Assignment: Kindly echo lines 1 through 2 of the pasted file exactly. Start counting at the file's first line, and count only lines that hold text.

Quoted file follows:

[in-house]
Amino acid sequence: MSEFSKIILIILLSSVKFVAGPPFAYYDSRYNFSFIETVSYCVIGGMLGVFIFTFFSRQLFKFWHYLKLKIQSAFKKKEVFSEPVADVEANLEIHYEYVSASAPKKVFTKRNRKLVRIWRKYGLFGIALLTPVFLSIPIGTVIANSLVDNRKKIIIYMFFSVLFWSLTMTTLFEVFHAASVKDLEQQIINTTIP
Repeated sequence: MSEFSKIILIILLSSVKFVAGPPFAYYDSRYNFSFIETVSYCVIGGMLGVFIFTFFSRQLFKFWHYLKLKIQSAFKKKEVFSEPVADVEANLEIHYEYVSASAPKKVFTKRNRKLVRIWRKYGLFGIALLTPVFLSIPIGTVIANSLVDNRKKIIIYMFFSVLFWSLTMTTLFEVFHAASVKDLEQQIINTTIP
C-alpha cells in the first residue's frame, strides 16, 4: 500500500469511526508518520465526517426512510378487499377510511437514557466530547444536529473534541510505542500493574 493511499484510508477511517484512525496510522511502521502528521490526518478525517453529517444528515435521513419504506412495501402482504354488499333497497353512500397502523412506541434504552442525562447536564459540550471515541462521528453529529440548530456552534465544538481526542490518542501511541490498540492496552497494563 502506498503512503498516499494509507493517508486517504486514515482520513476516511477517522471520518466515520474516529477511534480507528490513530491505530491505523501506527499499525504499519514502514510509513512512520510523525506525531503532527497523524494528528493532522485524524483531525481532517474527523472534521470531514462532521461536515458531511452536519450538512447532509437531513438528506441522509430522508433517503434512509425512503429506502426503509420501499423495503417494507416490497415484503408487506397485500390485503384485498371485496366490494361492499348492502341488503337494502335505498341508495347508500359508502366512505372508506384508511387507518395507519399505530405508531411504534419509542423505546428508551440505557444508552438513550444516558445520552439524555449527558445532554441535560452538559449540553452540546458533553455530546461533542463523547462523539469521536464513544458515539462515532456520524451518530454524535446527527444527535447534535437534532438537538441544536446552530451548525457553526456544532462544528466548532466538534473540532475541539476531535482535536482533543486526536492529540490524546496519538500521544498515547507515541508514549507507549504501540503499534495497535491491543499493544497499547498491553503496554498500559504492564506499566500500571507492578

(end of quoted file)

[in-house]
Amino acid sequence: MSEFSKIILIILLSSVKFVAGPPFAYYDSRYNFSFIETVSYCVIGGMLGVFIFTFFSRQLFKFWHYLKLKIQSAFKKKEVFSEPVADVEANLEIHYEYVSASAPKKVFTKRNRKLVRIWRKYGLFGIALLTPVFLSIPIGTVIANSLVDNRKKIIIYMFFSVLFWSLTMTTLFEVFHAASVKDLEQQIINTTIP